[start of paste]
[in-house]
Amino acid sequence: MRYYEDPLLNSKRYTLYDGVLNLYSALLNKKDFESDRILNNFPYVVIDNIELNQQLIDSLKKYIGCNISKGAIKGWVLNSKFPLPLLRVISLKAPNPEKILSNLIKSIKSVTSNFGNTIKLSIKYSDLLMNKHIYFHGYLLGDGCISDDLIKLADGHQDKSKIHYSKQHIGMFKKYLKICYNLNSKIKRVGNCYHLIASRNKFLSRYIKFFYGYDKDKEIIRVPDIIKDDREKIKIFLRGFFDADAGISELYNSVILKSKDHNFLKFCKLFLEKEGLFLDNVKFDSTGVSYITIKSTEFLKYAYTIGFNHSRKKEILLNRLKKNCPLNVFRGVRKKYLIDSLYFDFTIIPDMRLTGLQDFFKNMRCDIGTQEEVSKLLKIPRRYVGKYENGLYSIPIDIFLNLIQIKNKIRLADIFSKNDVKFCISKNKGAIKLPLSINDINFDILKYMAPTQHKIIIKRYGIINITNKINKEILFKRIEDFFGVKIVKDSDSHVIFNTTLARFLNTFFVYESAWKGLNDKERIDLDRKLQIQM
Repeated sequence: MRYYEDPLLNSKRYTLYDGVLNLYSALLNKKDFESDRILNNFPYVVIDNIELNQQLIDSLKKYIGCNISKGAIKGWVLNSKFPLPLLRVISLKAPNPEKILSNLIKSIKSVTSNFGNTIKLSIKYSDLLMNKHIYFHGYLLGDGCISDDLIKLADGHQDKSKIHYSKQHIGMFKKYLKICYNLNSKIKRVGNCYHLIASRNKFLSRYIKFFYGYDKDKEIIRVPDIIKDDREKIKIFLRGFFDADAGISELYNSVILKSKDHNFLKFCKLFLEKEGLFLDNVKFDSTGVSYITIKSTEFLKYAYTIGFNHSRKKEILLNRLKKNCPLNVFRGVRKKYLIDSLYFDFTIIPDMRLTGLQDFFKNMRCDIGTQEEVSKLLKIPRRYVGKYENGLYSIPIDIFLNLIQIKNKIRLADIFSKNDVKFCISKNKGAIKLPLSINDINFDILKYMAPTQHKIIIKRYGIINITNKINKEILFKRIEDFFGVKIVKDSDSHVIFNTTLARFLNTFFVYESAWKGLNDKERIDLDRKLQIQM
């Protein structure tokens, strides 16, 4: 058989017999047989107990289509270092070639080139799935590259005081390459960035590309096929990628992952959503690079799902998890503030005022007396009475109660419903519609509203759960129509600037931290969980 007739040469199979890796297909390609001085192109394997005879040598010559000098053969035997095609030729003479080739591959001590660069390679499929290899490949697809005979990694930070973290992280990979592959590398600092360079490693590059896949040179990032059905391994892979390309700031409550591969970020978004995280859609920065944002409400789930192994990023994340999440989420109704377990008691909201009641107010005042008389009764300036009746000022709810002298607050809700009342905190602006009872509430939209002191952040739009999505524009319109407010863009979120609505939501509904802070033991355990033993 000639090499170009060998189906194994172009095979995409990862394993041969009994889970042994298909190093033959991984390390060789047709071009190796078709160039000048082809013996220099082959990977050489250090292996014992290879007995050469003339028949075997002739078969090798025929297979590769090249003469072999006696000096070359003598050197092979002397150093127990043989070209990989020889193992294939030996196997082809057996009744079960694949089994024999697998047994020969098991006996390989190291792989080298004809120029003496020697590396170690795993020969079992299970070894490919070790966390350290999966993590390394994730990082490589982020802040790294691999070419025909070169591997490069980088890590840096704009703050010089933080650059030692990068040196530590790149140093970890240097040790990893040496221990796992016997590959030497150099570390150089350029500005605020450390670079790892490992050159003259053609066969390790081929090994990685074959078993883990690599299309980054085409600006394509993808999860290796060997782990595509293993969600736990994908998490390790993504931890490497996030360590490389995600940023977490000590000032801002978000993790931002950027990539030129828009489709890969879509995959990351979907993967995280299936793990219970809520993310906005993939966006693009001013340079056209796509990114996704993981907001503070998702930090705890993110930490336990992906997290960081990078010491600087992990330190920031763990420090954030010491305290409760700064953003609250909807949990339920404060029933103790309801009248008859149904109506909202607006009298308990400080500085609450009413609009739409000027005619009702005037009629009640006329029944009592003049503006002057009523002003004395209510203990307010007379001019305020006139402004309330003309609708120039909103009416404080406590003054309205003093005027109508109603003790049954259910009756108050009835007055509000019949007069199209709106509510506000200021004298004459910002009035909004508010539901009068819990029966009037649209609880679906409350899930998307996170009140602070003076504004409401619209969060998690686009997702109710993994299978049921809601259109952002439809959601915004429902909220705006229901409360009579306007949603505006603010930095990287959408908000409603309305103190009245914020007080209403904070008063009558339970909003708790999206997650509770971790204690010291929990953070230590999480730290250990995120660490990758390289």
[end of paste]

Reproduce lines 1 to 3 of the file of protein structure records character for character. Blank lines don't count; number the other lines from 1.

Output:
[in-house]
Amino acid sequence: MRYYEDPLLNSKRYTLYDGVLNLYSALLNKKDFESDRILNNFPYVVIDNIELNQQLIDSLKKYIGCNISKGAIKGWVLNSKFPLPLLRVISLKAPNPEKILSNLIKSIKSVTSNFGNTIKLSIKYSDLLMNKHIYFHGYLLGDGCISDDLIKLADGHQDKSKIHYSKQHIGMFKKYLKICYNLNSKIKRVGNCYHLIASRNKFLSRYIKFFYGYDKDKEIIRVPDIIKDDREKIKIFLRGFFDADAGISELYNSVILKSKDHNFLKFCKLFLEKEGLFLDNVKFDSTGVSYITIKSTEFLKYAYTIGFNHSRKKEILLNRLKKNCPLNVFRGVRKKYLIDSLYFDFTIIPDMRLTGLQDFFKNMRCDIGTQEEVSKLLKIPRRYVGKYENGLYSIPIDIFLNLIQIKNKIRLADIFSKNDVKFCISKNKGAIKLPLSINDINFDILKYMAPTQHKIIIKRYGIINITNKINKEILFKRIEDFFGVKIVKDSDSHVIFNTTLARFLNTFFVYESAWKGLNDKERIDLDRKLQIQM
Repeated sequence: MRYYEDPLLNSKRYTLYDGVLNLYSALLNKKDFESDRILNNFPYVVIDNIELNQQLIDSLKKYIGCNISKGAIKGWVLNSKFPLPLLRVISLKAPNPEKILSNLIKSIKSVTSNFGNTIKLSIKYSDLLMNKHIYFHGYLLGDGCISDDLIKLADGHQDKSKIHYSKQHIGMFKKYLKICYNLNSKIKRVGNCYHLIASRNKFLSRYIKFFYGYDKDKEIIRVPDIIKDDREKIKIFLRGFFDADAGISELYNSVILKSKDHNFLKFCKLFLEKEGLFLDNVKFDSTGVSYITIKSTEFLKYAYTIGFNHSRKKEILLNRLKKNCPLNVFRGVRKKYLIDSLYFDFTIIPDMRLTGLQDFFKNMRCDIGTQEEVSKLLKIPRRYVGKYENGLYSIPIDIFLNLIQIKNKIRLADIFSKNDVKFCISKNKGAIKLPLSINDINFDILKYMAPTQHKIIIKRYGIINITNKINKEILFKRIEDFFGVKIVKDSDSHVIFNTTLARFLNTFFVYESAWKGLNDKERIDLDRKLQIQM